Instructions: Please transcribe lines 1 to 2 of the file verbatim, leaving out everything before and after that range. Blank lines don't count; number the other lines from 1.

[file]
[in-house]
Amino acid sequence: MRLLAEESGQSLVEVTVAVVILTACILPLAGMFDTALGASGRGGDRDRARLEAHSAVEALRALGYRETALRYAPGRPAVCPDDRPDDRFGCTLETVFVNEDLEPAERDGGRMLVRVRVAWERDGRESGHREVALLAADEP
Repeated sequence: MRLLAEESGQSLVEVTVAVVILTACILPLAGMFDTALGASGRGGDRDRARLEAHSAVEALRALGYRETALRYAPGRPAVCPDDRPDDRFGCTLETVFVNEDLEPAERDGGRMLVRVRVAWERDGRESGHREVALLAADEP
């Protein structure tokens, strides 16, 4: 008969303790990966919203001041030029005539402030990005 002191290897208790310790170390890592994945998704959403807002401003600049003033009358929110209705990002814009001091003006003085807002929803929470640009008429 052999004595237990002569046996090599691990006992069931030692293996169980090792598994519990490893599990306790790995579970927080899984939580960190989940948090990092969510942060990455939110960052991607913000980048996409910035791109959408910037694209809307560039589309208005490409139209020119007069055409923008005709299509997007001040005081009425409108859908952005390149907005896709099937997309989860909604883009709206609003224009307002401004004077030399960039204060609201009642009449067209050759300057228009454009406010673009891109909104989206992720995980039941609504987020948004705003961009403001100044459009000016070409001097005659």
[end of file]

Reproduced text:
[in-house]
Amino acid sequence: MRLLAEESGQSLVEVTVAVVILTACILPLAGMFDTALGASGRGGDRDRARLEAHSAVEALRALGYRETALRYAPGRPAVCPDDRPDDRFGCTLETVFVNEDLEPAERDGGRMLVRVRVAWERDGRESGHREVALLAADEP